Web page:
This season for Bolomboy has been spent primarily in the G-League, with the Wisconsin Herd. Taking the learning experience he gained last year while around the Jazz, the forward has turned in one of the most impressive seasons the developmental league has seen. Averaging 17 points, 10.5 rebounds, and shooting 59 percent from the floor, Bolomboy has once again found himself squarely on the radar of NBA clubs.

With the way the game of basketball is evolving, more big men are asked to step out to the three-point line. After attempting just one three-pointer in his first two years of college, Bolomboy has developed into a legitimate shot-maker from beyond the arc. Last season in the G-League, he made 21 of his 46 attempts.

“Coaches always told me if I’m open to shoot it and don’t even hesitate,” Bolomboy said of his G-League experience last season. “It will make defenses respect you more because for me when I am on the perimeter and for a guy to sag off me two to three feet, that’s disrespectful.”

From Ukraine to America, Bolomboy has developed more than a jump shot. He’s developed the opportunity to succeed, not just on the basketball court, but in life as well. His parents dreamed of a better life when they moved to the United States, and Bolomboy grew up dreaming of a shot at the NBA. Both things have come true, for the most part.

While Bolomboy waits for his next opportunity on the big stage, don’t expect him to just sit around and dream about it, though. He’ll be working harder than ever to make that dream a reality.

“Whoever is going to give me that chance, I won’t let them down,” Bolomboy said. “That’s for sure.”

Dennis Chambers is an NBA writer in his first season with Basketball Insiders. Based out of Philadelphia he has previously covered NCAA basketball and high school recruiting.

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G-League

Sources: DeMarcus Cousins to Practice with G-League Team

Basketball Insiders

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Warriors center DeMarcus Cousins is expected to practice with the G-League Santa Cruz Warriors on Monday, a source told @espn @TheUndefeated.

Source: Marc J. Spears on Twitter

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G-League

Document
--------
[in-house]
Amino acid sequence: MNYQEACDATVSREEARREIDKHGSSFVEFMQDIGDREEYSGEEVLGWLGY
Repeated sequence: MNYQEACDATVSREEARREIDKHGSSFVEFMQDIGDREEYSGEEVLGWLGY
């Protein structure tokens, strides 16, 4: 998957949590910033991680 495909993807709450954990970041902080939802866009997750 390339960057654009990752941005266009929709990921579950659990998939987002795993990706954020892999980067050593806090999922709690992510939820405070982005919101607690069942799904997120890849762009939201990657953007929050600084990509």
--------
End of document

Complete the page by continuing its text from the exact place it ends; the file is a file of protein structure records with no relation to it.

NBA Daily: Four Early Favorites To Earn G-League Call-Up

It’s never too early to scour the G-League for potential call-ups — so here are four familiar names worth keeping an eye on.

Ben Nadeau

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While Basketball Insiders has searched for answers both inwardly and outwardly in recent weeks by examing areas of concern and potential trade chips, there’s a third path to improvement that’s generally less taken. Over the years, the G-League has grown immensely in popularity and once the New Orleans Pelicans add an affiliate next season, there will 28 franchises in play — a far cry from the paltry eight that kicked it all off back in 2001-02. It’s always been a difficult road to reach the professional level via these alternative methods, but thanks to two-way contracts, it’s now a much more palatable path. From Yogi Ferrell to Trey Burke and Georges Niang and many others in between, it’s no longer a far-fetched fantasy reserved for a select few.

In fact, officials even announced their new college alternative route in October, giving elite prospects another way to reach their loftiest goals and dreams. But with teams looking evolve at every corner, signing players out of the G-League is always an option and it’s never too early to look at candidates on that frontier. Of course, those signed to two-way and fully guaranteed contracts won’t be included here — sorry, Allonzo Trier — but if these minor league studs keep it up, their next big-time opportunity could be on the horizon soon enough.